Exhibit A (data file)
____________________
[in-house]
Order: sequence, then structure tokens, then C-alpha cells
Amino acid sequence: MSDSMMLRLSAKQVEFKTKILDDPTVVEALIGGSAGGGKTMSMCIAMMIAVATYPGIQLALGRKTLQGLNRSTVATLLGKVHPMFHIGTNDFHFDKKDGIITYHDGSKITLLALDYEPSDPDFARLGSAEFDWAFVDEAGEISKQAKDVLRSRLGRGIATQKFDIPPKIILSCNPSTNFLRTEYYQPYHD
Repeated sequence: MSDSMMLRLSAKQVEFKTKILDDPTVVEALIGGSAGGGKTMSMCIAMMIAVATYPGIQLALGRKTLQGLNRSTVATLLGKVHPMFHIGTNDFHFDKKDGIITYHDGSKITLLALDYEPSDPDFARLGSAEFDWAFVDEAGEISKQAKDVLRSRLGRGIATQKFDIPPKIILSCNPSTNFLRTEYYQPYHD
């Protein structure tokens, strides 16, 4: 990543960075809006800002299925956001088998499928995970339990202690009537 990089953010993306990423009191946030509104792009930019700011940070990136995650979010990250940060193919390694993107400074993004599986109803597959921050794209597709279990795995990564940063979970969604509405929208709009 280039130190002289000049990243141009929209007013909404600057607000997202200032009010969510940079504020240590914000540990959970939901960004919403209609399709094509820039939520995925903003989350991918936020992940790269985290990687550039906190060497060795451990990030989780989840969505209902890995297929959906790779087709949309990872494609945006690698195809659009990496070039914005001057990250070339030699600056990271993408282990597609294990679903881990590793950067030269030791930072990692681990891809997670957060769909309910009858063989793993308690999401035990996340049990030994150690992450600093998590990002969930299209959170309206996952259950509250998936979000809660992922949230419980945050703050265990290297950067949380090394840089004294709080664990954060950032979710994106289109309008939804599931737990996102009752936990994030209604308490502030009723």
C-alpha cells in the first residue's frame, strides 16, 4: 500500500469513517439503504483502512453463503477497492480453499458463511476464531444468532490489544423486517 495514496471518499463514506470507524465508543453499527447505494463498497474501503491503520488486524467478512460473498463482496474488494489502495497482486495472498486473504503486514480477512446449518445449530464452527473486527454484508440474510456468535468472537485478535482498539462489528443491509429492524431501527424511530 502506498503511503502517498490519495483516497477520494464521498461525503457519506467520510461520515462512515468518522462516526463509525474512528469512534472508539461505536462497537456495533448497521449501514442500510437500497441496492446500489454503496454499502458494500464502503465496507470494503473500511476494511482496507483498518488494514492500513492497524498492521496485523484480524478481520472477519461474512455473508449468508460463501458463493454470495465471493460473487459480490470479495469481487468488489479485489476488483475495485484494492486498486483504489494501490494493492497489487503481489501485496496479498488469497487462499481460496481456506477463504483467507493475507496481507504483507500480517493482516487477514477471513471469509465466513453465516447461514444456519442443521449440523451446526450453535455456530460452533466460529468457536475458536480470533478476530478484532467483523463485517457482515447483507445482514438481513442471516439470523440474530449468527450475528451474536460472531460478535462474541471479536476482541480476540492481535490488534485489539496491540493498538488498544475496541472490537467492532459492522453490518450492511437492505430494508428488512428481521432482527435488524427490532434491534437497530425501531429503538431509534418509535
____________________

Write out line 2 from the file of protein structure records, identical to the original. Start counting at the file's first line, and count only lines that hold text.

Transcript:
Order: sequence, then structure tokens, then C-alpha cells